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How To Lose One Pound a Week Without Ever Exercising

A registered dietitian shares expert tips for achieving long-term, balanced weight loss.
FACT CHECKED BY Alexa Mellardo

While the number on the scale isn't the end-all-be-all for good health, losing just one pound per week can help give you the mental boost and mindset required for achieving long-term weight loss. Once you figure out how to sustainably lose that one pound, you are better able to keep your weight in check and set yourself up for success on the path to a slimmer, healthier you. The good news is losing one pound a week doesn't just mean doing rigorous workouts that leave you exhausted or depriving yourself of your favorite foods. We spoke with an expert who shares exactly how to lose one pound a week without exercising.

You can incorporate small, manageable adjustments into your daily routine without crash diets or crazy workout routines. This thoughtful weight loss approach will help you achieve a healthy, balanced lifestyle that you can maintain in the long term.

Destini Moody, RDN, CSSD, LD, a registered dietitian and sports dietitian with Garage Gym Reviews, shares with us her expert insights on how to lose one pound a week without exercising. Regardless of your motivation to lose weight, join us on this journey toward a healthier and more balanced life. The best part is it's free from drastic measures, focusing instead on creating sustainable habits that align with your health and fitness goals. Keep reading to learn how you can achieve sustainable weight loss and lose one pound a week without exercising, according to Moody. And, when you're done, don't miss the 7 Best Ways To Burn 500 Calories, According To Personal Trainers.

How many calories do you need to burn to lose one pound of body fat?

woman stepping on scale

Moody states that there are around 3,500 calories in one pound of body fat. That means you must have a caloric deficit of approximately 3,500 weekly to lose one pound every seven days. To simplify things, aim to torch 500 calories a day. However, Moody cautions this recommendation isn't suitable for everyone.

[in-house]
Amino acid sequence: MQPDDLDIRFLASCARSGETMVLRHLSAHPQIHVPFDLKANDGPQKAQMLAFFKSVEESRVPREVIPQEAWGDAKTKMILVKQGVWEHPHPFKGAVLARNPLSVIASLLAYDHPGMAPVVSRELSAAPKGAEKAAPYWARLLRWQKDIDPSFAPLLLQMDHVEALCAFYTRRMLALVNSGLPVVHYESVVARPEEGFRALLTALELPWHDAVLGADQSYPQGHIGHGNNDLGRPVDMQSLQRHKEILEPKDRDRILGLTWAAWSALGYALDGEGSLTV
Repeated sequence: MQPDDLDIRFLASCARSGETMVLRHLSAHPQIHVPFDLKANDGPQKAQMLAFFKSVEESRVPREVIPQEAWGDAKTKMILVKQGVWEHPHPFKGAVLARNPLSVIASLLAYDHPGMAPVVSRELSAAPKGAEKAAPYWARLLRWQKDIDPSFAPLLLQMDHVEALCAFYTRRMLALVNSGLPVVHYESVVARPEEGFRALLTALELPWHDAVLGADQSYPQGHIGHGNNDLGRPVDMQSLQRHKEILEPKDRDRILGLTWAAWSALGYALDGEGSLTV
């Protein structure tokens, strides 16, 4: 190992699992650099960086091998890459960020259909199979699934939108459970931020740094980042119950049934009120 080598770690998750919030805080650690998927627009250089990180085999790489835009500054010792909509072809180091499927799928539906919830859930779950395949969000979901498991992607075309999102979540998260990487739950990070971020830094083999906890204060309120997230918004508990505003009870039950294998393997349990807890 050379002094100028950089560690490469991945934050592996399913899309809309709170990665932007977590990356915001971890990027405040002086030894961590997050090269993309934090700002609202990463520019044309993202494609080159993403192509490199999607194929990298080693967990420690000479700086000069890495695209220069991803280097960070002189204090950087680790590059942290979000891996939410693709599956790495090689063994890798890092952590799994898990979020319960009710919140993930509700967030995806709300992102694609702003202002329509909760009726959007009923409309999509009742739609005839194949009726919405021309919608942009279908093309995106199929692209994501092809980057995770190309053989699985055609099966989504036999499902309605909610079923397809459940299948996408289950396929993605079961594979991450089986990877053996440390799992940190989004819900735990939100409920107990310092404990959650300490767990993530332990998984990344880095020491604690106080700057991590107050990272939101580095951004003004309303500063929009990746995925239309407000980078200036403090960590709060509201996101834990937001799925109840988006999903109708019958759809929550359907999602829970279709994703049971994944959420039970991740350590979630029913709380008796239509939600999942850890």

"If you have a low body weight or are inactive, your resting metabolic rate (RMR) is probably quite low," she explains. "Your resting metabolic rate is how many calories you burn at rest. So, say your individual RMR is only 1,600 calories, and you cut 500 calories from your daily diet. If you only eat 1,100 calories a day, this can be dangerous. Dietitians strongly discourage any diets that are 1,200 calories or less as diets this low tend not to provide enough food to give the body all of the nutrients it needs to stay healthy and operate optimally."

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Track your food intake.

food journal

Keeping a food journal or using a mobile app to record your meals and snacks can be a total game-changer for reaching your weight loss goals. This practice helps you stay within your calorie goals while providing insights into your eating habits that you can tweak and adjust.

Moody says, "Use a tracking app or a food journal to track how many calories you're currently consuming, and then determine what you can eliminate from your diet. This is one of the most efficient ways of creating a calorie deficit. After all, how can you figure out how many calories to cut if you have no idea how many you're consuming?"

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Identify calorie-dense foods.

avocados, guacamole, toast